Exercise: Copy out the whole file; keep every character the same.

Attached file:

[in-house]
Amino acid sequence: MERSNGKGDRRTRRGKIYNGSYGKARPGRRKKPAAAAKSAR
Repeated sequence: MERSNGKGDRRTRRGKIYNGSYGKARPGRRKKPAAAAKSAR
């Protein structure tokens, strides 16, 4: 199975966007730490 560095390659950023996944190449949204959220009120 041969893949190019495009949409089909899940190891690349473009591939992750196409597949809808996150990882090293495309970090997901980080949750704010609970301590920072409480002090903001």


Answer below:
[in-house]
Amino acid sequence: MERSNGKGDRRTRRGKIYNGSYGKARPGRRKKPAAAAKSAR
Repeated sequence: MERSNGKGDRRTRRGKIYNGSYGKARPGRRKKPAAAAKSAR
């Protein structure tokens, strides 16, 4: 199975966007730490 560095390659950023996944190449949204959220009120 041969893949190019495009949409089909899940190891690349473009591939992750196409597949809808996150990882090293495309970090997901980080949750704010609970301590920072409480002090903001």